Chapter 10: Is Atheist Cosmology Useless, Wrong, or Both

There are things that are useless, like a wet blanket on a cold night. There are things that are wrong, like the three volume set of books about how Richard Dawkins was grown on a unicorn farm. Even though this three volume set is wrong, it could still be useful. For instance you could burn it to keep warm since your blanket got wet and it’s cold outside. It’s possible for an idea to be wrong but still useful as well. For instance if I were a track and field athlete I might be able to shave a second or two off of my 100 meter dash if I was convinced that One Prong Ricky, that’s Richard Dawkins’ Unicorn name, was chasing me down the track. It’s a wrong idea but it has practical benefit. So it’s possible for an idea to be wrong but useful. However, in this case Atheism is not only wrong it’s useless, sort of like that wet blanket with Richard Dawkins quotes printed on it.
 There is surmounting evidence that implies a self-existing universe is in contradiction to the laws of physics. One may not be able to discover by experimentation that the universe is self-existent, however, is it possible that there is a mathematical model which would exclude a self-existing universe? If so, it can be reasonably assured that a self-existing universe is not correct. 
If the universe is self-existing and man currently exists as a result of a continuous process,⁠1 the process must have begun in the infinite past. Functionally this is equivalent to a process that has no beginning. The universe cannot be currently self-existing, as the Humanist Manifesto claims if it happened to be contingent in the past. In the same way, the universe cannot be contingent now, if it once was self-existing. This can be illustrated with these If statements. 


1. If matter is self-existing, then it is logical that it has always been self-existing.
2. If matter has always been self-existing, it is logical that matter had no beginning.
3. If matter had no beginning, then it is infinitely old. 
4. If matter is eternal, then the universe is eternal in past and future. 


This is worth reiterating. If the universe is self-existing, it must be infinitely old. By definition, a self-existing universe can have no beginning before which nothing existed. The subtle but foundational claim of Secular Humanism is that the universe is eternal. The most important question that can be asked along these lines is this. Could the universe be infinitely old? Until the last century, many thought so. However, scientific ideas on the subject have changed in the last 100 years.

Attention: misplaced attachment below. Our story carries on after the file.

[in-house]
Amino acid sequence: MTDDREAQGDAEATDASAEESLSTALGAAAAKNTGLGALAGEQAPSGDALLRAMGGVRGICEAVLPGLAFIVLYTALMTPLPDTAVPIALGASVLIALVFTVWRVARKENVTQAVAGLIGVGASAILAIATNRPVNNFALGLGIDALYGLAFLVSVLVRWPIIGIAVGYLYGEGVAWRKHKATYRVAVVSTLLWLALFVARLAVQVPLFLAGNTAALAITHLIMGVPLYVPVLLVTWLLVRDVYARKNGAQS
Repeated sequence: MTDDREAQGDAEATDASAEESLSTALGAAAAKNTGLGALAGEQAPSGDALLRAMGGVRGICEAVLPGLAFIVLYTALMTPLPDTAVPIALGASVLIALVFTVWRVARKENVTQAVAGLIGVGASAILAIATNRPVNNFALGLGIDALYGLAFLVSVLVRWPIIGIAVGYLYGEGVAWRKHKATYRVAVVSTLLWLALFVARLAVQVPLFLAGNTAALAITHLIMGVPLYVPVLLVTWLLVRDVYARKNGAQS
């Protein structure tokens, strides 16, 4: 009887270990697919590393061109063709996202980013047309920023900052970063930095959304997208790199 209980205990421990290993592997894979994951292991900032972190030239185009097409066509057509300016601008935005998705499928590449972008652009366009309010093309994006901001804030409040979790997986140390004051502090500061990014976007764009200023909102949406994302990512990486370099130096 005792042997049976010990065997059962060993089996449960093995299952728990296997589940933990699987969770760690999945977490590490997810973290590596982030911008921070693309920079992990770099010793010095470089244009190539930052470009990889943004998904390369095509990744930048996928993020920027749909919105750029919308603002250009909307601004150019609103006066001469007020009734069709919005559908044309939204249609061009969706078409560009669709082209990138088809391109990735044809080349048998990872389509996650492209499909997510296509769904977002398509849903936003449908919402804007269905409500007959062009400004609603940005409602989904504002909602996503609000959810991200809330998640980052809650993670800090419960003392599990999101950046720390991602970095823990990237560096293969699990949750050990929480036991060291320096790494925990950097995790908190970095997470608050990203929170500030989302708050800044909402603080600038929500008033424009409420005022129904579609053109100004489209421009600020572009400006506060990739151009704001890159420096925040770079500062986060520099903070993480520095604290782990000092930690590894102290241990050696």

The Cambridge astronomer Fred Hoyle coined the phrase, “the big bang” in the 1940s as he and other mathematicians were closing in on conclusive evidence that the universe could not be eternal. Working backward through a time-space model will eventually reveal a singularity, before which there is an incredible nothingness. As Fred Hoyle explains, going backward through time, “the universe was shrunk down to nothing at all.”⁠2 
Although theorists, and don’t forget science fiction authors, often toy with the idea of the infinite, in terms of time and space, it is little more than that: an idea. David Hilbert, one of the greatest mathematical minds of the last century said, “The infinite is nowhere to be found in reality. It neither exists in nature nor provides a legitimate basis for rational thought… The role that remains for the infinite to play is solely that of an idea.”⁠3 
It was not until the last century that that idea of an infinite universe was finally put to rest. The singularity in big bang cosmology killed the infinite universe theory in its various forms such as the oscillating model⁠4 and the steady state model.⁠5 Physicists John Barrow and Frank Tipler said it this way, “At this singularity, space and time came into existence; literally nothing existed before the singularity.”⁠6 Big bang cosmology shows that there was a point where nothing existed, and then there was a point where something began to exist. This shatters the self-existing nature of the secular humanist universe. Therefore, so-called self-existence does not hold up in modern cosmological, or mathematical models.

1 The phrase “continuous process” appeared in the first Humanist Manifesto. It has been removed from the later iterations of the Humanist Manifesto, but it continues to be a foundational concept in the support of Secular Humanism and atheism in general.
2 Hoyle, Fred. Astronomy and Cosmology: A Modern Course. W H Freeman & Co (1975): 658
3 David Hilbert, “On the Infinite,” in Philosophy of Mathematics, ed. with an Introduction by Paul Banecerraf and Hilary Putnam (Englewood Cliffs, N.J.: Prentice-Hall, 1964), pp. 139, 141.
4 The oscillating model proposes that the universe expands and contracts for eternity past. This model has been ubiquitously traded in for the big bang model.
5 The steady state model is a cosmological theory that proposes new matter comes into existence in the voids where current matter recedes. It is unverified and considered untenable. The big bang has usurped this model.

6 Barrow, John D., and Frank J. Tipler. The Anthropic Cosmological Principle. Oxford [Oxfordshire] ; New York: Oxford University Press, 1986. 442.

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